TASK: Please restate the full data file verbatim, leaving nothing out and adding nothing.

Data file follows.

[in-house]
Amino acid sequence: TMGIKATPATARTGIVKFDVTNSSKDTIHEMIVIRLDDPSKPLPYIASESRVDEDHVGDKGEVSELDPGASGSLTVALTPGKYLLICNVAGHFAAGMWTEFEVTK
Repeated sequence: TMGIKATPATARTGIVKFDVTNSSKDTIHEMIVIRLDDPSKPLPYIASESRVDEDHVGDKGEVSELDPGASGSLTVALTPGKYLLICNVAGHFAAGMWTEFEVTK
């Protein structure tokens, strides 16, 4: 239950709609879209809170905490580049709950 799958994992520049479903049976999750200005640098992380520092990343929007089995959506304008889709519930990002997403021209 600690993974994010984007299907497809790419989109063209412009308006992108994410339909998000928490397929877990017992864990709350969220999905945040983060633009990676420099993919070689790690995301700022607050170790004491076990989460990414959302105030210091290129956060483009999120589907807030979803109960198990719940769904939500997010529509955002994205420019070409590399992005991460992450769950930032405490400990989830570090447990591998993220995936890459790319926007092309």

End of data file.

[in-house]
Amino acid sequence: TMGIKATPATARTGIVKFDVTNSSKDTIHEMIVIRLDDPSKPLPYIASESRVDEDHVGDKGEVSELDPGASGSLTVALTPGKYLLICNVAGHFAAGMWTEFEVTK
Repeated sequence: TMGIKATPATARTGIVKFDVTNSSKDTIHEMIVIRLDDPSKPLPYIASESRVDEDHVGDKGEVSELDPGASGSLTVALTPGKYLLICNVAGHFAAGMWTEFEVTK
């Protein structure tokens, strides 16, 4: 239950709609879209809170905490580049709950 799958994992520049479903049976999750200005640098992380520092990343929007089995959506304008889709519930990002997403021209 600690993974994010984007299907497809790419989109063209412009308006992108994410339909998000928490397929877990017992864990709350969220999905945040983060633009990676420099993919070689790690995301700022607050170790004491076990989460990414959302105030210091290129956060483009999120589907807030979803109960198990719940769904939500997010529509955002994205420019070409590399992005991460992450769950930032405490400990989830570090447990591998993220995936890459790319926007092309």